Also the recurrent flowering would be very nice … .

This year or next, the mentioned F1 plants will flower for the first time.

Greetings,

Arno

In my experience, I haven’t had luck with rugosas. Mostly because I’ve only done it with Joan’s # 3.

HOWEVER–

I think I will get some luck this year because I’ve used a distantly related rugosa hybrid that’s most likely tetraploid: my kordesii X Basye seedling.

Huzzah-- some pictures of the seedling.

Link: www.helpmefind.com/rose/pl.php?n=61197&tab=1

Good idea to mention R x kordesii.

Thanks to Ren

Arno

Diversity of species hybrids F1 is surprising. A lot more than the parental species variation.

As rugosa is among my favorite species I did some.

F2 are usually less interesting as I got generally plants like the F1 or leaning toward one or the other species parent. However there is still the possibility of a new unexpected feature appearing.

I got far better results, that is more diversity and originality from halfsibcrosses using another rugosa hybrid (from another species) expressing the qualities I did not find in the F1. Diversity from such halfsibcross cross is fantastic with most rugosa qualities expressed.

Interresting topic!

I’ve made some rugosa crosses.

R. Rugosa x Springtime

R. Rugosa x Livin Easy

Dagmar hastrub x Springtime

Dagmar hastrup x Coral dawn

Dagmar hastrup x Livin Easy

Nevada x Roseraie de l’H

Nice seedling Enrique!

Hi Pierre!

Oh, this is really interesting, you are right!

You wrote:

“I got far better results, that is more diversity and originality from halfsibcrosses using another rugosa hybrid (from another species) expressing the qualities I did not find in the F1. Diversity from such halfsibcross cross is fantastic with most rugosa qualities expressed.”

This sounds very plausible and fresh to me, - I will have to take it very serious.

One thing I think about is a crossing with Fimbriata (=Rosa rugosa ‘alba’ x Mme Alfred Carri

Timo, that’s really amazing how many Roseraie de l’H

Using Fimbriata and the other “nelken roses” is something I thought about, I grew some and bred a few anew: all are allmost sterile with very few anthers and weak pollen.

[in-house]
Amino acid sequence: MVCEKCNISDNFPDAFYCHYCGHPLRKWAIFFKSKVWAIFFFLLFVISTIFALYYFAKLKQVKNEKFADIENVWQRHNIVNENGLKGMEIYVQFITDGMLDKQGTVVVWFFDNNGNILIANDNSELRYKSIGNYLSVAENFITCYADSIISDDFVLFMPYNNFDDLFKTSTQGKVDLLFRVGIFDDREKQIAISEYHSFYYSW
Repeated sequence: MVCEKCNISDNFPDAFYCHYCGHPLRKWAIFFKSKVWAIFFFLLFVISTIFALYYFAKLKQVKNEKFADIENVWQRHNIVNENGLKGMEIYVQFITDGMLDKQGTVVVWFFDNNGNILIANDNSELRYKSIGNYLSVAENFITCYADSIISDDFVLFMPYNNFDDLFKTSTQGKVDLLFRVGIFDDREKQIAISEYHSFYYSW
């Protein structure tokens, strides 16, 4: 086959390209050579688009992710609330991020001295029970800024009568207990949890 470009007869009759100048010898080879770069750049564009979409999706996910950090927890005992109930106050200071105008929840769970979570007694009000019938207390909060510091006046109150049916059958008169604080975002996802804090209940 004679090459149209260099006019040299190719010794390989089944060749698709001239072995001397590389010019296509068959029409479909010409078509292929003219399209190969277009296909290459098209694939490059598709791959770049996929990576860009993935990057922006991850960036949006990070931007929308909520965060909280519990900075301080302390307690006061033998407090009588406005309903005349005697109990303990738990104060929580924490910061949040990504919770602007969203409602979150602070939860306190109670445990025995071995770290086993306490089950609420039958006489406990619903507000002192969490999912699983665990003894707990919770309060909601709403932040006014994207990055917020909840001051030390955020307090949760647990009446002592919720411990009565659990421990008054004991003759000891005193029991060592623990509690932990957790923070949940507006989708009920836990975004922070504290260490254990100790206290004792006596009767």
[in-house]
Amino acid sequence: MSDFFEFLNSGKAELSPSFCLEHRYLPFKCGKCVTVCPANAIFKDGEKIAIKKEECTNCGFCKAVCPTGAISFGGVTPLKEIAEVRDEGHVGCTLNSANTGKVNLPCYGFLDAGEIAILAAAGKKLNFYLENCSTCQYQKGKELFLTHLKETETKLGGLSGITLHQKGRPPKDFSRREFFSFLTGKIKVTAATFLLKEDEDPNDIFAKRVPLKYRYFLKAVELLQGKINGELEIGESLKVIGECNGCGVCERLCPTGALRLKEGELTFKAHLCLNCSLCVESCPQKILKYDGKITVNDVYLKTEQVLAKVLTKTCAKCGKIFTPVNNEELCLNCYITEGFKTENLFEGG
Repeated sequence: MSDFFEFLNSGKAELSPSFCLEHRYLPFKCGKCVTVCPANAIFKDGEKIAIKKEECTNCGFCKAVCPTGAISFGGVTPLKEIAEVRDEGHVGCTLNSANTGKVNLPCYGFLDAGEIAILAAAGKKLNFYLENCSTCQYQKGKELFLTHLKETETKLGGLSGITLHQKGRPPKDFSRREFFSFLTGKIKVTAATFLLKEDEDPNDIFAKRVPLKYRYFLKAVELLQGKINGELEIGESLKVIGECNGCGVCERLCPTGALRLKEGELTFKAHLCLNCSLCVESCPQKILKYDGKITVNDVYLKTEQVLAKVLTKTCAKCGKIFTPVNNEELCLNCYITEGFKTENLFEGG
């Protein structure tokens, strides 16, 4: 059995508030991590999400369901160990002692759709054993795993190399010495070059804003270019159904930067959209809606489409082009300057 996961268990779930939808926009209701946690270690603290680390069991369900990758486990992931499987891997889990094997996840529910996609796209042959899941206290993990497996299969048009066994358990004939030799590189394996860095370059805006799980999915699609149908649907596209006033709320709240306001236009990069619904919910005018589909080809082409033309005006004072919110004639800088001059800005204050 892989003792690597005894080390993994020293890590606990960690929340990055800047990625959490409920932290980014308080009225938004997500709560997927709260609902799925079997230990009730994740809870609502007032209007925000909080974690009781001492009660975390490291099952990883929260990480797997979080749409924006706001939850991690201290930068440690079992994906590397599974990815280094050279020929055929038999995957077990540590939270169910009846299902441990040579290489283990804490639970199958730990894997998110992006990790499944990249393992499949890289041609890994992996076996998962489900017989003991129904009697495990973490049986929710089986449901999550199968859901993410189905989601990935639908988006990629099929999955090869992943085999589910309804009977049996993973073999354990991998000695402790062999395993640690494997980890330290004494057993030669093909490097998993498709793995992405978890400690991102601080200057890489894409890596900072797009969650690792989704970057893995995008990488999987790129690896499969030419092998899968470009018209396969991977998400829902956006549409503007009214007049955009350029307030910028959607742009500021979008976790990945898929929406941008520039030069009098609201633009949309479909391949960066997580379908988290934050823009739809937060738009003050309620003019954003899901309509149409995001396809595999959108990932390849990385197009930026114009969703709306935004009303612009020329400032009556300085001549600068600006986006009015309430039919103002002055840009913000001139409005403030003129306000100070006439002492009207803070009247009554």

Grootendorst have a very reduced registered progeny when Fimbriata has none.

Blanc Double de Coubert is supposed to be from a similar ancestry and has (very reduced) progeny.

Hi Max,

I’ve no seedlings yet, they are crosses I made last week. But I’m really curious about next year.

Roseraie de l’H

I was used to collecting pollen “early” because that was the time that all the roses reacted that I was using. I still find it frustrating to wait for the 'normal’ones

My rugosas and woodsii, blanda are ready when the sepals are just pulling away from the petals

I received some seeds from Henry kuska I guess two years ago from the cross (Acicularis X(Hansa X OP)) X OP. I kept only one which was white, does not sucker and is disease resistant. I used some baby love pollen on it this Spring when it bloomed two blooms for the first time. Now I’m wondering if it is self polinated or it is baby love pollen. I believe I got to it in time but only time will tell as the two hips are almost ripe already. Now another question, this same rugosa( at least it has rugosa leaves) now is branching nicely and one of those branches has five buds on it. Does that mean it is a repeater also. Maybe Henry can shed some light on this at to whom the possible OP is that casued it to be white, non suckering and possibily repeating. I’ve never worked with rugosas before but was trying to maybe get a yellow one.

Patrick

Timo… did you get any seedlings from the crosses you made above? I have also made a few crosses with ‘Scabrosa’ this year and have been pretty impressed with how easy it seems to set hips with cross pollen. I have had zero op hip set on flowers left to see what would happen. They just shrivel and die off. These are the crosses I’ve made so far:

‘Scabrosa’ x …

‘Black Jade’

‘Gold Coin’

‘Peace’

‘Ebb Tide’

‘Baby Faraux’

‘Flower Carpet red’

‘Maurice Utrillo’

‘Papageno’

‘Golden Chersonese’

‘Suntan’

‘Magic Carrousel’

‘Kardinal’

‘The Fairy’

Most of these have taken and very large hips have formed.

The other thing I was wanting to know was had people noticed any differences in which the way the rugosa parent was used (i.e. as a seed parent or a pollen parent) in terms of the heritability of the rugosa features? I was asked the other day why I chose to use ‘Scabrosa’ soley as the seed parent and answered that it set seed so easily that I hadn’t really considered anything else… and it got me wondering if it would make any difference???